Galesburg Register-Mail from Galesburg, Illinois on August 10, 1963 · Page 3
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Galesburg Register-Mail from Galesburg, Illinois · Page 3

Galesburg, Illinois
Issue Date:
Saturday, August 10, 1963
Page 3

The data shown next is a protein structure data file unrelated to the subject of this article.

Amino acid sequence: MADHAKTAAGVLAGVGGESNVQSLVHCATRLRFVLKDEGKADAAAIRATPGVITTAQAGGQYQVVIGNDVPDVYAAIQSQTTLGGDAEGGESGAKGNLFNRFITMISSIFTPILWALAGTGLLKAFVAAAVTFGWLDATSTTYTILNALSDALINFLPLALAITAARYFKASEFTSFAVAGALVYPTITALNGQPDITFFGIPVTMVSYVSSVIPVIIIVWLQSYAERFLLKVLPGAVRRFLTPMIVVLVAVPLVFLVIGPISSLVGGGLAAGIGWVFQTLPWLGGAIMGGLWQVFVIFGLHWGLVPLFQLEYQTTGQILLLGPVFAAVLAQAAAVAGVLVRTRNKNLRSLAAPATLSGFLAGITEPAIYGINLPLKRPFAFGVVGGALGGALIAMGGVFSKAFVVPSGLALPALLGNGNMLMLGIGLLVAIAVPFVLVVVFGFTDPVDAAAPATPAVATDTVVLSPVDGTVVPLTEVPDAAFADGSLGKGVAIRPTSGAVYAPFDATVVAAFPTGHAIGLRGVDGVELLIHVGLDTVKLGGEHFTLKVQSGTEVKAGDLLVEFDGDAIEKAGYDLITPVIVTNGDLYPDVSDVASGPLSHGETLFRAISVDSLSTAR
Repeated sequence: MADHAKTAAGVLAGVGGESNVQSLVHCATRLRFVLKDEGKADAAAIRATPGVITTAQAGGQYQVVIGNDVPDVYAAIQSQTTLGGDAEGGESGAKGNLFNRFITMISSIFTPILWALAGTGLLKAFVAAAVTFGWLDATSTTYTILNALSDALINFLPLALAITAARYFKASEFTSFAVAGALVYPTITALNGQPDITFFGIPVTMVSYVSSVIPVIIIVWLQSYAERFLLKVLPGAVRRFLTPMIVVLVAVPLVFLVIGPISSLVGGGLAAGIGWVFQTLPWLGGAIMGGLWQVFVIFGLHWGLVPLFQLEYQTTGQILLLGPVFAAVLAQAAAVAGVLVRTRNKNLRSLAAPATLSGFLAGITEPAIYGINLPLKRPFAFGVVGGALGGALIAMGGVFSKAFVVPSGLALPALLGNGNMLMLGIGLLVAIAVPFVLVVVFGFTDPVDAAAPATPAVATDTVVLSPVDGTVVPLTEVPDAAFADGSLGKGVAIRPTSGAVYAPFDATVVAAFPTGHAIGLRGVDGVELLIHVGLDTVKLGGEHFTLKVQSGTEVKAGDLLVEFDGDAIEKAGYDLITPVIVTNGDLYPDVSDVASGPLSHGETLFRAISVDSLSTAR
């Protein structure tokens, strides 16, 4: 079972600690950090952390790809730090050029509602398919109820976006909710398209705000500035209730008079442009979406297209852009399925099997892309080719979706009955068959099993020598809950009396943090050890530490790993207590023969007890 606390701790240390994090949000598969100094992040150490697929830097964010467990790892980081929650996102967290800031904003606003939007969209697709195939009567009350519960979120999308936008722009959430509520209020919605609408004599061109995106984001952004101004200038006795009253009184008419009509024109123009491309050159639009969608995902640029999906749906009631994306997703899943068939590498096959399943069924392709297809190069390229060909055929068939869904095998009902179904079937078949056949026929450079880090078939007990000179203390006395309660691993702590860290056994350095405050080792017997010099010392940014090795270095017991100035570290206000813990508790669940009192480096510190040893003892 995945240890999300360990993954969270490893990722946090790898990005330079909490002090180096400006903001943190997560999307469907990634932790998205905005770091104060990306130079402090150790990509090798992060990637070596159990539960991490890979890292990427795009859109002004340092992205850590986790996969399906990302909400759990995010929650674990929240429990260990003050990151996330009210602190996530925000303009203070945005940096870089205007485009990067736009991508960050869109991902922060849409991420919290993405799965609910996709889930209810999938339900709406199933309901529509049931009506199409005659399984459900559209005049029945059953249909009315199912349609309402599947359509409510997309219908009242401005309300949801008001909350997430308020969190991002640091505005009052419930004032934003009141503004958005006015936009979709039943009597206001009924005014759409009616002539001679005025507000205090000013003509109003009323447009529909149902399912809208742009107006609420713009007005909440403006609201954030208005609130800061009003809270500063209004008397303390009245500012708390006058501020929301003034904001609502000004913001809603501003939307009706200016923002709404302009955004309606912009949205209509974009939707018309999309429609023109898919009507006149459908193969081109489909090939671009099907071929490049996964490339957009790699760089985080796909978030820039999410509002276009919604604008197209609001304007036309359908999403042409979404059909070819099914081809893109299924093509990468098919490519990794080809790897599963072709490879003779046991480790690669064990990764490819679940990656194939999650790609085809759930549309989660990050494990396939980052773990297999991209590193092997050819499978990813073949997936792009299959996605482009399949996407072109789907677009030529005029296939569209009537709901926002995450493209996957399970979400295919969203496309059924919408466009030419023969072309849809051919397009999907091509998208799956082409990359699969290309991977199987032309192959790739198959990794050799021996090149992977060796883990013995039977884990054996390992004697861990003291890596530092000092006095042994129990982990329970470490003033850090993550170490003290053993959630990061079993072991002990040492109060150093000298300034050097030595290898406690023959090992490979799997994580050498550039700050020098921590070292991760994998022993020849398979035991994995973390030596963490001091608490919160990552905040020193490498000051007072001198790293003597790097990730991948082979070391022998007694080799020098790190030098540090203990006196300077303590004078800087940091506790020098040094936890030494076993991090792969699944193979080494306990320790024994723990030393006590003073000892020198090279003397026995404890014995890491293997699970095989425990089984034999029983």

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Women ec^ictix The first portion of the news about collegians is devoted to Knox College students, who will return to the campus the latter part of September. Susan Burns, 3 Fairway Drive, returned this week after spending 7 weeks in Europe, traveling with Diane McCornack of Boul* der, Colo., and Roxanne Rinaldo of Downers Grove, also a student at Knox. First stop for the trio was Oslo, Norway, where they were the guests of a former class- am& ^rom European ^Jout Gofesbura ReQiste^MQilCaQlesburg, lit. Sofui^ay r AuovlO. 3 Social Planned for Wednesday mate of Susan's when she was at Dana Hall. Even though they had accom* nidations made long before they left the states, once or twice things got a little tight, when tour representatives weren't on hand to welcome them. Transportation was by train, as the group purchased rail tickets, prior to leaving the states. This also included their trip down the Rhine River. The travelers toured all the various places that one tours while taking the grand tour of the Miss Mabel Moen nnounce Mr. and Mrs. Ralph Stone of Knoxville announce the engagement and approaching marriage of their daughter, A r d a t h e, to David S. Lindberg, son of Dr. and Mrs. Eldon G. Lindberg of Chicago. Vows will be exchanged Sunday, Sept. 22, at the First United Presbyterian Church chapel in Galesburg in a private wedding ceremony. No invitations are being sent, but all friends and relatives are invited to a reception to follow at the church at 3:30 o'clock on Sunday afternoon, Sept. 22. Both the bride-elect and her fiance were graduated from Knox College. Miss Stone has taught for the past two years in the high school at Flossmoor. Her fiance The engagement of Miss Mabef Moen to Stephen Lee Peterson, son of Rev. and Mrs. Donald G. Peterson, 1170 N. Academy, is announced today by her parents, Mr. and Mrs. Robert Moen, 1032 Talbot Avenue, Winnipeg, Manitoba, Canada. Miss Moen, who was graduated from Bethel College, St. Paul, Minn., is employed as Christian Education Director of Bethel Baptist Church, Galesburg. Mr. Peterson, a graduate of Bethel College, is attending Colgate Rochester Divinity School in Rochester, N. Y. The wedding will take place at Bethel Baptist Church on Saturday, Aug. 31, at 8 o'clock in the evening. No invitations are being sent, but friends are invited to the ceremony and reception to follow at the church. Set Time Of Wedding Miss Judith L. Hicks and Michael R. Milan will be married at an 11 o'clock Nuptial Mass Saturday, Aug. 31, at Corpus Christi" Church. The couple's engagement was announced during the Christmas holidays last winter. Friends and relatives are invited to the wedding and to the reception to follow in the social rooms of the church. Miss Hicks is the daughter of Mr. and Mrs. Frederick H. J. Langenbahn, 970 N.- Cherry St. Her fiance's parents are Mr. and Mrs. E. W. Milan, 797 Maple Ave. Facts About Frying You can fry most foods in less fat if you rely on controlled temperature. For instance, when you use a heavy aluminum skillet over a medium gas flame, only one tablespoon of fat is needed to fry plain meats. For breaded meats, use two tablespoons. Always preheat the pan with the shortening in it. Appliance manufacturers suggests you set temperature-controlled burner at 350 degrees—and don't cover the frypan. Easier Removal When freezing foods at home, use a container with a wide top opening. This makes it easier to remove the food before, it has thawed completely. Miss Beverly Nichols Mr. and Mrs. Russell Nichols of Canton, Mo., announce the engagement of their daughter, Beverly Ann, to Gary Dunn, son of Mr. and Mrs. Richard Dunn of Abingdon. The bride-elect is a junior at Culver-Stockton College, and her fiance is a senior. No date has been set for the wedding. Cheerer-Upper Boost the spirits of someone bedridden in your home. For a freshening change, substitute a printed floral sheet for the traditional white sheet. Use it over blankets, if they are needed, for a truly gay effect. Vat-dyed sheets can be kept as fresh and germfree as white ones. Ever stir a couple of tablespoons of cinnamon candies (the little red variety) into two cups of hot smooth applesauce? Pretty pink color and spicy flavor! Serve with pork chops, roast pork or ham. A bachelor can avoid being stuck with someone's unwanted relative if he does a little shopping on his own. i'6'2 Beauty Shop 343-2112 Balcony Tots 'n Twee**s are style conscious too! Your young Miss wHl appreciate a trip to our Beauty Salon. PERMANENT SPECIAL 3 95 UTTtE MISS HAMQJTS from 99c NO APPOINTMENT NECESSARY Miss Ardathe Stone is attending the University of Chicago, where he is completing work on a doctorate. From Cambridge . . • Mr. and Mrs. Raymond R, Wells, 500 W. Center St., Cam bridge, announce the engagement of their daughter, Pamela Ray, to Thomas W. Anderson, son of Mr. and Mrs. Winlow Anderson, Andover. Miss Wells, a graduate of Cambridge High School, is attending Iowa Wesleyan College, Mt. Pleasant. She was recently chosen to serve as a resident assistant in the girls' dormitory. Mr. Anderson, also graduated from Cambridge High School, is attending Iowa Wesleyan Col lege. He is currently serving as president of Phi Delta Theta social fraternity and is a member of Blue Key, men's honorary scholastic fraternity. continent,- but' In addition had some delightful times. In Frank' fort, Germany, while touring a castle, they decided to follow some stairs. At the top they found themselves in a private art showing, which turned out to be one by Max Ernst. Since they couldn't speak German, and the people in the room couldn't speak English, they just looked. Visit University From Denmark they went to Cologne, Coblenz, Wiesbaden, Frankfort and Heidelberg, where they visited the University. Here they saw a wine barrel, reportedly the largest in the world, as twenty couples could dance on it. Susan commented, the town was "just like 'The Student Prince.' " Next it was Bavaria, the Black Forest, Lucerne, and Venice, where Mrs. Stephen Contro's sister, Jeanette Pasln, took them around. After visits at Florence, Rome and Naples, they took a hydrofoil to Capri. While on the island they entered a sandal shop, only to find Zsa Zsa Gabor and her husband shopping. From here they went to Nice and then to Paris. One day while walking in Paris, they heard someone call Mademoiselle Burns, and found it to be Susan's French teacher at Monmouth College summer school a year ago. Mr. Romero, who is living in Vienna now, was also visiting in Paris and took the travelers around Paris. Among the, places which she found to be the most interesting in Paris was an art gallery, Le Jeu de Paume, near the Louvre, which featured French impressionists paintings. After one of the.roughest crossings the United States had had, at the first breakfast they were About People And Places . . . Mr. and Mrs. R. H. Boh man, 227 W. Losey St., and their children, Celeste, H R., Mark and Kent Rolf, have returned from the west coast, where they picked up Julie, who has been at Holden Village, in Washington, a deserted mining camp, given to the Lutheran churches, who are turning it into a retreat. Julie, who'll be a sophomore at St. Olaf's in the fall, was there as a work camper. En route they camped at various sites, with the highlight being the trip to the Grand Canyon of the Snake River, which is very primitive camping. While in Se- No date has been set for the | attle they visited some cousins wedding. before turning home. nnouncemen ts • • • KINDERGARTEN BOARD Members of the board of management of the Free Kindergarten will convene at 10 o'clock Tuesday morning at the Kindergarten Home. SANDBURG COTTAGE The Carl Sandburg Cottage is open to the public Sunday from 1 to 5 o'clock in the afternoon when Mr. and Mrs. L. W. Goff, host and hostess at the cottage will receive visitors. Visiting hours during the week are from 9 to 12 o'clock in the morning and 1 to 5 o'clock in the afternoon. The cottage is open on Sunday morning by appointment only. KNOXVILLE MUSEUM AND OLD JAIL The Knoxville Museum and Old Jail will be open Sunday afternoon from 2 to 5 o'clock with members of the Galesburg Altru- sa Club as hostesses. BICOUNTY AFRICAN VIOLET SOCIETY The Bi-County African Violet Society will meet Tuesday afternoon at 2 o'clock at the home of Mrs. Sam Greenfield, 1084 Jefferson St. PI BETA PHI ALUMNAE Pi Beta Phi Alumnae August picnic has been changed from Aug. 14 to Wednesday, Aug. 21 at 6:30 o'clock in the evening at the home of Mrs. Phil Lass of Lake Rice. KUM-JOYNUS CLASS Members of Kum-Joynus Class of First Baptist Church and their families will have a picnic supper Monday evening near the band stand at Lincoln Park. Those planning to attend are being ask ed to bring their own table serv ice and a dish of food. Serving will be at 6 o'clock. Hold Annual Alumnae Picnic Phi Mu Alumnae met Thursday evening at the home of Mrs George H. Johnson, 418 Scotch Elm Lane, for their annual sum mer picnic. A potluck supper was served by a committee consisting of Mrs. Ted Szerlong, chairman; Mrs. Dale Windish and Mrs. Rob ert Parkinson. Plans for the coming year were discussed. Hl -HoKFais* tli ^ 1 SPBINGHIID TOMORROW VETERANS DAY • Vsttrant btndi fc marching uniU. • 20.000 F*«» exhibit* • V «t «r «tu funiUM admitted FREE, MONDAY - LADIES' DAY • MM . Otto Kernel, hoeteu. • Thrilling htrnetf racing. • Holiday on Ice—«.J0 It 1:30 • 'Debbie Drake in Woman's World. FREE GATE AFTER 5 P. M the only ones in the dining room, they docked in New York, As the ship was coming,in, Susan re* marked about the crowd, and not one to meet us. As it turned out there were a group of Knox friends at the dock and to that they had a tour of the city. Ofl the Csmotg A number of Knox students have been on the campus this summer, working either with the various schools being conducted or in the offices. Included in this group are Susan Doyle, 185 N. Prairie St.; Barbara and Bob* bette Scott, 1382 N. Cedar St.; Susan Lillie, 367 Marmac Dr., and Kristine Kay Klemm, 68 Stunner St. Pete Boynton, 1563 N. Broad St., is working for the county highway department again this summer, and Joe King, 215 Gales burg Road, Knoxville, is working on a section crew with the Q. Nancy Kreps, 961 Hawkinson Ave., is in the G and M Distributors office, and Nan Harris is in the L. D. Johnson Insurance Agency office. Darwin Gene John son, 346 Park Lane Ave., is with Bixby-Zlmmer. Michael Leighton, 849 Mulberry St., and George Shea, 343 W. First St., are both at Butlers. Dick Lindstrom, 2190 N. Broad St., attended summer school on the campus and also is working at his father's store. Also in summer school was Bob McCornack, 980 N. Broad St. He worked part time for the Poland China Association. Karen Malone, 527 Franklin Ave., has part time work at the National Food store; Martha Peterson, 533 E. North St., is at the Galesburg State Research Hospital; and her brother, Lowell, is working at the Illinois Power Co. before leaving in September for the school of law at the University of Illinois. Douglas Polite, 58 N. Pleasant St., is in the office at Midwest Manufacturing Co. Toni Randell, 1150 N. Broad St., is in Colorado working at a resort. Jean Grant, 1179 Florence Ave., is girls' summer director at the YMCA and has spent a week at Camp Shaubena as assistant camp director. Monday the group will take a trip to Springfield, New Salem and the State Fair, sponsored by the YMCA. Graduates At summer commencement exercises in DeKalb on Thursday Denny Bettisworth, 1056 Mul berry St., was graduated from Northern Illinois University with a bachelor of science degree in education. He will teach in Rock Falls High School when school starts. Nancy Swanson, 967 Willard St., who will return to Northwestern University for her sophomore year, has been working at Knox College during the Science Institute. Just after school was out in June Miss Swanson was the house guest of her roommate, Betsy Naylor at White Plains, N.Y. The girls went to New York City, then flew to Boston where they visited another Northwestern student, Sarah Cannon. Both have been guests in the Swanson home here. Sharon Zahora, who had a short vacation in Michigan when Southern Illinois University closed in June, has been working for the remainder of the summer at Midwest Manufacturing Co. Sharon's home is at 1149 N. Academy St. She'll be back in Carbondale in the fall. Is in San Francisco After spending the summer in San Francisco, Calif., visiting his uncle, John Palmer, Lake Bracken, will return to Eastern Illinois University at Charleston for his sophomore year. Making plans to transfer from the University of Illinois to Southern Illinois University, Carbondale, Terry Tulin, 1215 Bridge Ave., has been working for the Hanson Lumber Co. this summer. His major is forest production in the College of Agriculture. Dick Shelly, 537 Olive St., still has several weeks more at his summer job as dish room boss on the food service staff at National Music Camp at Interlocken, Mich., where he has spent the past four summers. He will return to Knox College in the fall. Mr ( . C. L. Norrii (left) explains some of the details of her area of work for the ice cream social sponsored by the Galesburg Cottage Hospital Guild to Mrs. George Larson, Mrs. Fred Nyman, Mrs. Charles Wetherbee and Mrs. Sam Swanson, among those assembled for a committee meeting this week at the hospital. Mrs. Norris is in charge of donations and workers. The ice cream social to be on the lawn at the Galesburg Cottage Hospital Wednesday afternoon and evening will feature serving from 5 to 9 o'clock as well as a carry out service during those hours. Over 300 volunteers are working on this annual event. Proceeds will go toward defraying expenses incurred in the recent renovation of the pediatrics department of the hospital, the current project of the Hospital Guild. General chairmen for ,the event are Mrs. Swanson and Mrs. Wetherbee, who also are in charge of ticket sales. In case of inclement weather the social will be at the Trinity Lutheran Church. Coffee and punch will be available. Mrs. Nyman is in charge of grounds and Mrs. Larson, kitchen workers. Polly's Pointers See the World, Cheaply By POLLY CRAMER DEAR POLLY — Last year our family took a trip across the country to Oregon. We learned a lot and are starting on our vacation this year better prepared. We want to pass on to others the way our dad and mom have worked things out. As camping stuff is used only once or twice a year, we did not want to buy anything expensive. Dad built a small closed-in trailer to pull behind a car. There will be seven of us and space for all that we'll need was a problem. Mom and I made sleeping bags from old quilts and lined each with an old blanket. They were folded in half and sewed together on three sides. We used heavy nylon thread. If the blankets are needed at home next winter, we can cut the stitches and they are still bed size. Tapes were attached to the bags so they can be rolled up and stacked when not in use. Dad bought each of us an inexpensive air mattress and these can be used at the beach or in the back yard later on. Each child is responsible for looking after his own belongings. Mom made each of us a toilet kit out of an old shower curtain. They are stitched in sections and each holds a washcloth, soap, toothbrush, toothpaste and a comb. A cloth bag for each of us holds a pair of pajamas, a towel, thongs and a short beach coat and the toilet kit. The beach coats were made from old, knitted slipcovers. We use them for swimming and for going to and from the shower. A large clear plastic bag is for dry swim suits and another for wet ones. Mother packed hooded sweaters and warm things in a large cardboard container (a big metal lard can would do fine.) This was labeled and put in the trailer. Two suitcases then hold all our other traveling clothes. The boys wear mostly knitted tee shirts. Dad put a clothespole into the trailer for coats. Since mom does not like to sleep in a tent, she made a mattress for herself out of an old feather ticking. This, too, rolls up. Pillowcases for the trip were made from dark cretonne. Towels are also deep colors which mom felt were more practical than white ones. With a charcoal grille, aluminum foil, a few pots and pans, paper plates, an ice chest and water jugs, we are on our way. Even though we traveled 5,200 miles last year, the trip cost very little. In three weeks this year we hope to cover even more ground. —JILL GIRLS — What lucky kids to have a mom and dad who go to such lengths to make it possible for them to see their country and have vacations they will never forget. Sueh ingenuity can make a little bit of money go a long way and they have my vote as our Vacation Family of the Year. Such families are the true backbone of America and would make our forefathers very proud.—POLLY airway. Share your homemaking ideas . . .send them to Polly in care of the Galesburg R e g i s t e r-Mail. You'll receive a bright, new silver dollar if Polly uses your ideas in Polly's Pointers. Meeting conversational gambits with glum silence marks you as a dull person. A few words can make a difference. FOR AIRLINE and STEAMSHIP RESERVATIONS or Travel Information Write or call K. Bonnty Brtyman 4300 MARINE PRIVE CHICAGO 13, ILLINOIS Telephone: Lakeview t-3303 only ONE There is only one WELCOME WAGON SO years of experience fostering good will in business and community life. For information OK Welcoav Wagon, phont Mr*. Norm* Smith 1091 Bt«ch«r — 943-18H , «* Mi«. P»t. G»9« SIS Ltwvnc* Ava—M3-1QI4 t 4 t * Reorganize If you're planning to lake a job outside the home, it would be a good idea to have a fresh look at the way you keep house. Home service consultants suggest that you map out a schedule to correlate cleaning, cooking and laundry tasks so they won't interfere with your other job—and vice versa. It isn't easy to give up old habits, but you'll probably find that your new responsibilities will actually increase your efficiency at home, especially if you learn to make the most of modern automatic appliances. Won't Get Lost When washing children's shoe laces, string them through the button-holes of a garment and tie the ends. They'll get as clean as the other laundry and not get lost. LAKE BRACKEN Women golfers at the Lake Bracken course entertained members of Wee-Ma-Tuk and Monmouth Country clubs Tuesday at the Knox County Country Club. Coffee and rolls were served at the golf shop before tee^rff. Following golf play luncheon was served at the clubhouse and prizes were awarded. Medalist for the day was Mrs. Lowell Wier. Winners from Monmouth were low gross, Mrs. Clifton Stoops; low net, Mrs. Donald Farmer, and low putts, Grace Wongstrom. From Wee-Ma-Tuk,. winners were low gross, Mrs. Robert Donaldson; low net, Miss Nancy ffler and low putts, Mrs. Jack Walker. Bracken winners were low gross, Mrs. Robert Coe Sr.; low net, Mrs. Richard Williams and low putts, Mrs. W. E. Nolting. Special prizes were awarded to Mrs. Ray Stebor, lone Lewis, Mrs. Gale Ward, Mrs. Larry Aldrich, Mrs. Marvin Behrens, Pat Thompson, Maxine Stanton and Mrs. Fred Lindquist. BUNKER LINKS . Winners in women's golf play Friday morning at Bunker Links were ' Mrs. Russell Martin, low gross; Mrs. Robert Herr, low net and Mrs. John Foley, low putts. READ THE CLASSIFIEDSl If You Wont the Unusual HANDBAG We Have It at WEBER5 THE GIFT SHOP 149 East Main i • 4 A* EJL JUL APARTMENTS 1470 NORTH WEST STREET IMMEDIATE POSSESSION OH CHOICE APARTMENTS BACHELOR APARTMENTS (Bachelor girls, too) includes large living room, pull- man kitchen, ceramic tile bath with shower only $67.50* ONE and TWO BEDROOMS large living room, pullman kitchen and ceramic tile bath with shower. one bedroom $85* two bedroom $100* All kitchens have stainless steel sinks, garbage disposal, refrigerator, cabinets, TV lead-in to each room. Garages available. Beautiful park-like setting with spacious lawn. Ample parking for residents and guests. WELCOME WAGON *Per month rates quoted are back at 1957 level ijj For Additional Information Call MRS. HELEN ALDRICH, Resident Manager At 342-9412